You may speak freely in the asylum
August 24, 2017 § 102 Comments
In 1689, during the lifetime of John Locke, free speech meant that a member of parliament formally charged with a speech crime committed during a session of parliament had to be tried by parliament, not some other judicial body.
In 2017, free speech means that you can say anything hateful and false you want to about white people and Christians, pollute the community with despicable pornography, and commit blasphemy against Christ (but not against the false and violent religion of Islam). Yet stating facts about official victim groups in the most apologetic way possible can destroy your livelihood and turn you into a national pariah.
There are several features of free speech regimes worth collecting in one place.
- Free speech refers to a regime of restricted and censored speech. Every reasonable person acknowledges that there have to be reasonable limits on speech.
- Free speech dishonestly frames the question of what restrictions there ought to be on speech as if it were a question of whether there ought to be restrictions on speech.
- This dishonesty in framing introduces instability into free speech regimes. There is nothing intrinsically incoherent about symbolic representations or slogans which refer to complex traditions. But free speech isn’t a complex tradition of what speech is acceptable; it is a simple anti-tradition which implies that restricting speech is wrong. The configuration of empowered speech and restricted speech captured by the label “free speech” is thus mostly implicit and constantly changing.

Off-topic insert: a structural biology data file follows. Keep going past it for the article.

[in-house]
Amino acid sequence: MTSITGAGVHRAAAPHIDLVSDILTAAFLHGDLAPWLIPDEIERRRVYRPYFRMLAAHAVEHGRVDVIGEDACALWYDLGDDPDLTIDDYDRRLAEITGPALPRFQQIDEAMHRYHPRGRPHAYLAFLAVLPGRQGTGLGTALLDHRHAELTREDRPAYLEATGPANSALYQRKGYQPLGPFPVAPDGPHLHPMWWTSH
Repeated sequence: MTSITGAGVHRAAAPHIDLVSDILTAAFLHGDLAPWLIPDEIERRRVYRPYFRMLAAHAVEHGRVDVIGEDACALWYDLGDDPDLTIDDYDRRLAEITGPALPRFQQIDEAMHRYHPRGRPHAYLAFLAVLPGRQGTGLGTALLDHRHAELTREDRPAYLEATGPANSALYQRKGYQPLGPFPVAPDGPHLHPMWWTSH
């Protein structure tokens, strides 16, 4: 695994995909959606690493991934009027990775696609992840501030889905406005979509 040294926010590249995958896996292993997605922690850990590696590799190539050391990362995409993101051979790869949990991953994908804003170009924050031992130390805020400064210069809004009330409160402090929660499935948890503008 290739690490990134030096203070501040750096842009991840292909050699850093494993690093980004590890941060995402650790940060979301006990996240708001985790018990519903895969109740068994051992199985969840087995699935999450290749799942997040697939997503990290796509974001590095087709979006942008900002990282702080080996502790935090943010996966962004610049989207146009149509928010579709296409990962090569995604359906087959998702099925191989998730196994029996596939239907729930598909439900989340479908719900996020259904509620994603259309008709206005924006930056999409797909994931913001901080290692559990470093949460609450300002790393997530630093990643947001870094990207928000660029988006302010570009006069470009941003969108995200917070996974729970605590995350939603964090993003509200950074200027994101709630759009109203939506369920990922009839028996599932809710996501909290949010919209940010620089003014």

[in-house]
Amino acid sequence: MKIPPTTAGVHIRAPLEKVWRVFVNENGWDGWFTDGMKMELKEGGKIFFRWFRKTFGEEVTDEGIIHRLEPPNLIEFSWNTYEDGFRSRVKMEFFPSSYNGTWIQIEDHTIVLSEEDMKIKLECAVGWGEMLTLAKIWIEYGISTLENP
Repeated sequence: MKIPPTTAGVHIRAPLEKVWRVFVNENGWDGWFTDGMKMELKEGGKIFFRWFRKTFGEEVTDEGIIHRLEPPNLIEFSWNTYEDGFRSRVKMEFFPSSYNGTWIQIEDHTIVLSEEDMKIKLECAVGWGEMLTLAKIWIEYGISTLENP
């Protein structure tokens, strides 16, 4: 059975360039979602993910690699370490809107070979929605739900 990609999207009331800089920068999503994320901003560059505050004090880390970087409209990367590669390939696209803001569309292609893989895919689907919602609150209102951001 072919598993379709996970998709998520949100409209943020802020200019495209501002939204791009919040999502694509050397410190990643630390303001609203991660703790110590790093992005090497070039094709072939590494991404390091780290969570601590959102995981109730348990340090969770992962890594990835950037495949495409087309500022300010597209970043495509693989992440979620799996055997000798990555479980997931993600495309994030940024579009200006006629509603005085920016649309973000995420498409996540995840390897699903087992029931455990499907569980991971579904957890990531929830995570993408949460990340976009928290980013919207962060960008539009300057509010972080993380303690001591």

- Free speech regimes have to police speech while pretending not to police speech. The result is that methods of censorship and enforcement are mostly unofficial, indirect, non-explicit, and generally sociopathic. People are regularly punished for having violated today’s nonexplicit unofficial standard some time in the past. Free speech regimes are thus intrinsically unfair.
- Because of their intrinsic unfairness and instability, free speech regimes create a progressive cascade. Whatever you say today – even though it is permissible by today’s standards – might well destroy your life in the future, so you have to be constantly thinking ahead about the progressive pieties of tomorrow and adjusting your speech to accommodate those anticipated future standards.
- Because it is impossible for most people to maintain a complex lie over decades, the progressive cascade created by free speech regimes requires you to try to accommodate not just your speech but your internal thoughts to the anticipated inviolable progressive pieties of tomorrow.
- Because liberals generally don’t grasp the implications of their own ideas, the more conservative among a population of liberals attempt to fight the perversity created by a free speech regime with assertions of a right to free speech.